The company struggled to contend with the more than 10 million users who activated their accounts last Tuesday. Disney’s $6.99-a-month service is stocked with movies and TV shows from Pixar Animation, “Star Wars,” Marvel Studios and classic Disney fare, including “Mary Poppins” and “Bambi.”
There were also more mundane issues, such as assisting people who had forgotten their passwords. Some consumers who sought help on launch day reported telephone wait times that exceeded two hours. Others reported being abruptly logged off the service.
“We had some issues ... we had some customer service issues that didn’t make me feel good,” Mayer, Disney’s chairman of direct-to-consumer and international, said Tuesday at the Vox Media’s Code Media conference in Hollywood. It was his first public appearance since the launch.
Disney’s tech teams isolated the problem, Mayer said, and “patched” the software as the company continued to sign up additional subscribers throughout the week.
An undisclosed number of customers signed up for the free weeklong trial, although it is not clear how many have converted to paid subscribers. Mayer hinted that the company was pleased with Disney+ retention so far.
“We’ve never had demand that we saw that day, and continue to see ” Mayer said.
The streaming service represents a shift in Disney’s business strategy and, potentially, another blow to the traditional pay-TV bundle that bolstered its business. Accelerated cord-cutting has eroded revenue from Disney’s flagship ESPN channels, Disney Channel and other cable networks.
While traditional companies have experimented with niche streaming services, such as CBS All Access, Disney has made an enormous bet, spending more than $3 billion on technology and programming to remain a leader in Hollywood and take on Netflix at its own game.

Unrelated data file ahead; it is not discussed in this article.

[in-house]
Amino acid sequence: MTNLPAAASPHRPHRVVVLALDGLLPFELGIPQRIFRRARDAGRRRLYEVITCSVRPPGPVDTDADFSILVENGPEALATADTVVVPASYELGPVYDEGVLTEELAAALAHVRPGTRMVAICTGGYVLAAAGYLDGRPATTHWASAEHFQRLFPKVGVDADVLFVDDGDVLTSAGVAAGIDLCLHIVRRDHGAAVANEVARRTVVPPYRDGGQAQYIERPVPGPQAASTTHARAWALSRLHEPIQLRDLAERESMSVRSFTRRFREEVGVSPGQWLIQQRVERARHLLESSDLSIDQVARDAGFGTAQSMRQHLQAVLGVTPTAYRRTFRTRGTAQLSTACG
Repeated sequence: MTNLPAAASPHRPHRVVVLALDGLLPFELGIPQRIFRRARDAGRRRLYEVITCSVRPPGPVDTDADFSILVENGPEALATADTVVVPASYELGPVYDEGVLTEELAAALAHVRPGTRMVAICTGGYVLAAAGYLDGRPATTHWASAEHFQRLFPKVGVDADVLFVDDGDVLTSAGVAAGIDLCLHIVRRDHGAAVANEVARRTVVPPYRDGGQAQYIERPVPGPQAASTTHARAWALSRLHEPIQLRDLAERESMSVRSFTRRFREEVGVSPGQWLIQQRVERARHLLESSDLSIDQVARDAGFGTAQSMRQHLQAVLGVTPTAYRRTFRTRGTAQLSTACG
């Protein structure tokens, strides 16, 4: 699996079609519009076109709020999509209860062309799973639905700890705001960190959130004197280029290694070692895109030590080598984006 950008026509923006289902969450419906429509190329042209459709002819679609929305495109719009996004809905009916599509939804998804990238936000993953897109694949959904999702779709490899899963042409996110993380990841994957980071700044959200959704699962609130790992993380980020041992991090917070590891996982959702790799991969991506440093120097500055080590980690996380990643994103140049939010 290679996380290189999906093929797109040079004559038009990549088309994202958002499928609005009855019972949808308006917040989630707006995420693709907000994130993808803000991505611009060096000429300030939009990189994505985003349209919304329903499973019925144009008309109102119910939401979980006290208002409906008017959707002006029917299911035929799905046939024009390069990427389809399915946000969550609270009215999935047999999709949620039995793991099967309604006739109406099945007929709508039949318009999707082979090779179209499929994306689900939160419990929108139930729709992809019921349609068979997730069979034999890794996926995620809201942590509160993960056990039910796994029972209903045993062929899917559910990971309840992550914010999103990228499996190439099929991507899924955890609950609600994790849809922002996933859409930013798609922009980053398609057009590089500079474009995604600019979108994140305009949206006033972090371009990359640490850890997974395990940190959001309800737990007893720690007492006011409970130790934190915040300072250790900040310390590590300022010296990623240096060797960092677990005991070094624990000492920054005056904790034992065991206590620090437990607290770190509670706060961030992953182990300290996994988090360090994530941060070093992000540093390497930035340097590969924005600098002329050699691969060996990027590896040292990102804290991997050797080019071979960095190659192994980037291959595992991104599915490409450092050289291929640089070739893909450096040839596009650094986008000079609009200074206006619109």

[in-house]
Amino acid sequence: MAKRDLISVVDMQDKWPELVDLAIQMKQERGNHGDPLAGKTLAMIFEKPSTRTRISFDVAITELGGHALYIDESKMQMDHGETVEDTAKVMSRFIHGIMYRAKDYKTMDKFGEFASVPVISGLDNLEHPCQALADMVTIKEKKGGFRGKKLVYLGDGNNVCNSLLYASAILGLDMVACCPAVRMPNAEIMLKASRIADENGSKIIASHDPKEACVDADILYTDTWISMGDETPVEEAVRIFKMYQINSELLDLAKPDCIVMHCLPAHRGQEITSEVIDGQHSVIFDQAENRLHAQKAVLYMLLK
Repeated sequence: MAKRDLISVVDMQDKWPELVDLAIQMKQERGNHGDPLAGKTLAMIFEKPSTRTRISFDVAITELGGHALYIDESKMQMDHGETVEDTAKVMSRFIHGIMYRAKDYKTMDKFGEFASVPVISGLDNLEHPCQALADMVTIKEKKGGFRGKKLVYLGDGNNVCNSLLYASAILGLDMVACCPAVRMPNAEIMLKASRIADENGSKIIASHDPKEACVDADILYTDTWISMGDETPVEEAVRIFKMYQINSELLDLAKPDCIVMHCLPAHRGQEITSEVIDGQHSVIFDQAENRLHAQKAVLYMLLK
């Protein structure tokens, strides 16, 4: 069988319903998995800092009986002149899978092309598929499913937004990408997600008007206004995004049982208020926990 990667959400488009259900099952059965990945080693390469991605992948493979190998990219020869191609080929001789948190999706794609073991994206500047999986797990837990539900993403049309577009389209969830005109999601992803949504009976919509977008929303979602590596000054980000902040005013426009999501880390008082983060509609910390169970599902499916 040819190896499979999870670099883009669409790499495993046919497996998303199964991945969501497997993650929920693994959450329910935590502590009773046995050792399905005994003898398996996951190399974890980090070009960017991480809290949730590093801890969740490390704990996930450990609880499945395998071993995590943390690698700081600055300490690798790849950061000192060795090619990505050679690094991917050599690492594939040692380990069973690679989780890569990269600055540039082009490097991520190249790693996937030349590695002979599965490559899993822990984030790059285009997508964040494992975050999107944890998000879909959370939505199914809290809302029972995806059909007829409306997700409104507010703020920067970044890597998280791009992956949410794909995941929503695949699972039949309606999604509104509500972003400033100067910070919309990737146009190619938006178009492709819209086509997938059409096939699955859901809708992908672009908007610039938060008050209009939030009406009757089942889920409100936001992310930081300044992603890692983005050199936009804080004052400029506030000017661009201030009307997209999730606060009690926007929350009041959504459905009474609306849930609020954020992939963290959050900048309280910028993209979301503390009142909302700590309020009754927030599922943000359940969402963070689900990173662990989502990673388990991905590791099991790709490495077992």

Netflix has been a game changer but no one knows just how much disruption the so-called streaming wars will have on the traditional pay-TV industry.
“We will see the industry shake out a bit,” Mayer said. “Not everyone will succeed.”
Wall Street analysts are trying to assess which media companies are best positioned for success, and how many streaming services consumers will sign up for. Mayer said it depends on the cost of the service, but he said that he thinks the number will be between four to six services, depending on whether subscribers continue to pay for a traditional bundle of channels.
He declined to say when Disney might change its sports strategy and decide to stream marquee sports, such as NFL football or NBA basketball on its ESPN+ app. For now, those big-ticket sports are primarily found on broadcast networks and the cable channel ESPN.
Eventually, Disney is expected to switch gears again by concentrating its sports offerings on a more comprehensive ESPN streaming service, a move that would probably cause the pay-TV bundle to collapse.
“There will be a time ... when the pay-TV numbers are low enough,” Mayer said. “We want to serve consumers the way they wish to be served.”
Getting Disney+ right will be a key test of Mayer’s mettle. He is viewed as a potential successor to Disney Chief Executive Bob Iger, and he managed the design and last week’s rollout of the service.
Mayer was named chairman of Disney’s direct-to-consumer and international division in March 2018 after years of serving as a business development and corporate strategy executive at the company.
He led key acquisitions, including Marvel Entertainment, Lucasfilm and BamTech, the previously little-known firm that provided the technological backbone of Disney’s streaming efforts.
It’s the first time in Mayer’s career with Disney that he has been in a hands-on operational role.
“Operating is a lot different than a strategy role,” Mayer said. “ I love what I’m doing.”